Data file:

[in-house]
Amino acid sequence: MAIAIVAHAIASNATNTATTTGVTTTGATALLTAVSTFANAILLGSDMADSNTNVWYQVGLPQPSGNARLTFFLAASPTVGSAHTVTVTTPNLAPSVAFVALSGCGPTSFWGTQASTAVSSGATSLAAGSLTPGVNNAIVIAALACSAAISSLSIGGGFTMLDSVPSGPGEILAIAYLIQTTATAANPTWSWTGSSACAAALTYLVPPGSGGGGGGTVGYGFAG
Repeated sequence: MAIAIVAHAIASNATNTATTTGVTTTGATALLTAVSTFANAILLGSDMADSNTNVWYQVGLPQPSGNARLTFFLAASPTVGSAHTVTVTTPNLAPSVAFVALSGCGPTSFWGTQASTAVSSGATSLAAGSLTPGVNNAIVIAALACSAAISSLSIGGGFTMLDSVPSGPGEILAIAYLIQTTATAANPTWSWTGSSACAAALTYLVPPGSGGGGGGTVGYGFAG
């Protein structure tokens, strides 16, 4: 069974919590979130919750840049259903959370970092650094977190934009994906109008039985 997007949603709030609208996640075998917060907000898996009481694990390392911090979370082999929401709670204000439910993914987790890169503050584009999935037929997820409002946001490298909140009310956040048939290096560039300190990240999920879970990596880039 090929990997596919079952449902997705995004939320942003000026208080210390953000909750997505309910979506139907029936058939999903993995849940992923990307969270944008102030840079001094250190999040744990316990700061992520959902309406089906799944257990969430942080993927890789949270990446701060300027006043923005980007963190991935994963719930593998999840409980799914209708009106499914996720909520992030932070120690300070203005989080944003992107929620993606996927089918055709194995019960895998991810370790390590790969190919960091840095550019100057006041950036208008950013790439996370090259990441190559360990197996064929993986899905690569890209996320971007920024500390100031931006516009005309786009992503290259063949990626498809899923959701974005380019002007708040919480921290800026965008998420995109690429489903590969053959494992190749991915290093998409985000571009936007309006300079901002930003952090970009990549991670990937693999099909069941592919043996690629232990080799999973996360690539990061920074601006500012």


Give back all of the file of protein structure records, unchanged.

[in-house]
Amino acid sequence: MAIAIVAHAIASNATNTATTTGVTTTGATALLTAVSTFANAILLGSDMADSNTNVWYQVGLPQPSGNARLTFFLAASPTVGSAHTVTVTTPNLAPSVAFVALSGCGPTSFWGTQASTAVSSGATSLAAGSLTPGVNNAIVIAALACSAAISSLSIGGGFTMLDSVPSGPGEILAIAYLIQTTATAANPTWSWTGSSACAAALTYLVPPGSGGGGGGTVGYGFAG
Repeated sequence: MAIAIVAHAIASNATNTATTTGVTTTGATALLTAVSTFANAILLGSDMADSNTNVWYQVGLPQPSGNARLTFFLAASPTVGSAHTVTVTTPNLAPSVAFVALSGCGPTSFWGTQASTAVSSGATSLAAGSLTPGVNNAIVIAALACSAAISSLSIGGGFTMLDSVPSGPGEILAIAYLIQTTATAANPTWSWTGSSACAAALTYLVPPGSGGGGGGTVGYGFAG
């Protein structure tokens, strides 16, 4: 069974919590979130919750840049259903959370970092650094977190934009994906109008039985 997007949603709030609208996640075998917060907000898996009481694990390392911090979370082999929401709670204000439910993914987790890169503050584009999935037929997820409002946001490298909140009310956040048939290096560039300190990240999920879970990596880039 090929990997596919079952449902997705995004939320942003000026208080210390953000909750997505309910979506139907029936058939999903993995849940992923990307969270944008102030840079001094250190999040744990316990700061992520959902309406089906799944257990969430942080993927890789949270990446701060300027006043923005980007963190991935994963719930593998999840409980799914209708009106499914996720909520992030932070120690300070203005989080944003992107929620993606996927089918055709194995019960895998991810370790390590790969190919960091840095550019100057006041950036208008950013790439996370090259990441190559360990197996064929993986899905690569890209996320971007920024500390100031931006516009005309786009992503290259063949990626498809899923959701974005380019002007708040919480921290800026965008998420995109690429489903590969053959494992190749991915290093998409985000571009936007309006300079901002930003952090970009990549991670990937693999099909069941592919043996690629232990080799999973996360690539990061920074601006500012």